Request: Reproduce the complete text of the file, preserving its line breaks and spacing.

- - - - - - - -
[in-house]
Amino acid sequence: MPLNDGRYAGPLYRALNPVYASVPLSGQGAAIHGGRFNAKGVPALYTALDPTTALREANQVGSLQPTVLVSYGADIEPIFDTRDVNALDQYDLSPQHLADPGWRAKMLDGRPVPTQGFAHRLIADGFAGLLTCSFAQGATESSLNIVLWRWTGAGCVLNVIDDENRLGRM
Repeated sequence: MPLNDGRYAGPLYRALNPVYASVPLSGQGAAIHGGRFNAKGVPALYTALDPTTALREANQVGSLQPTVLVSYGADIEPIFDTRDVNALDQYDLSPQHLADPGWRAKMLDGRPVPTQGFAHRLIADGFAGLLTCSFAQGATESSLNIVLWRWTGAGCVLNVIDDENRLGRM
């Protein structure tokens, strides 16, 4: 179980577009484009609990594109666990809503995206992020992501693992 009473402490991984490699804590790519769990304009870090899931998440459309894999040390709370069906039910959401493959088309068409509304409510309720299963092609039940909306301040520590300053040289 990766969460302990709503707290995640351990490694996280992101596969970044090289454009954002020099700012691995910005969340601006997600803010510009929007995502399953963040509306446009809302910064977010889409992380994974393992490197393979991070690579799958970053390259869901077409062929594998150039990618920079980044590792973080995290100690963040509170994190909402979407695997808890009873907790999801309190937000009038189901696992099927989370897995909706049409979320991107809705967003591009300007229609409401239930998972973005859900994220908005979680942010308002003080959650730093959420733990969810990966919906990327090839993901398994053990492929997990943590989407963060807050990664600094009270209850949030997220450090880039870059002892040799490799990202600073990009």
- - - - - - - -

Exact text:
[in-house]
Amino acid sequence: MPLNDGRYAGPLYRALNPVYASVPLSGQGAAIHGGRFNAKGVPALYTALDPTTALREANQVGSLQPTVLVSYGADIEPIFDTRDVNALDQYDLSPQHLADPGWRAKMLDGRPVPTQGFAHRLIADGFAGLLTCSFAQGATESSLNIVLWRWTGAGCVLNVIDDENRLGRM
Repeated sequence: MPLNDGRYAGPLYRALNPVYASVPLSGQGAAIHGGRFNAKGVPALYTALDPTTALREANQVGSLQPTVLVSYGADIEPIFDTRDVNALDQYDLSPQHLADPGWRAKMLDGRPVPTQGFAHRLIADGFAGLLTCSFAQGATESSLNIVLWRWTGAGCVLNVIDDENRLGRM
């Protein structure tokens, strides 16, 4: 179980577009484009609990594109666990809503995206992020992501693992 009473402490991984490699804590790519769990304009870090899931998440459309894999040390709370069906039910959401493959088309068409509304409510309720299963092609039940909306301040520590300053040289 990766969460302990709503707290995640351990490694996280992101596969970044090289454009954002020099700012691995910005969340601006997600803010510009929007995502399953963040509306446009809302910064977010889409992380994974393992490197393979991070690579799958970053390259869901077409062929594998150039990618920079980044590792973080995290100690963040509170994190909402979407695997808890009873907790999801309190937000009038189901696992099927989370897995909706049409979320991107809705967003591009300007229609409401239930998972973005859900994220908005979680942010308002003080959650730093959420733990969810990966919906990327090839993901398994053990492929997990943590989407963060807050990664600094009270209850949030997220450090880039870059002892040799490799990202600073990009």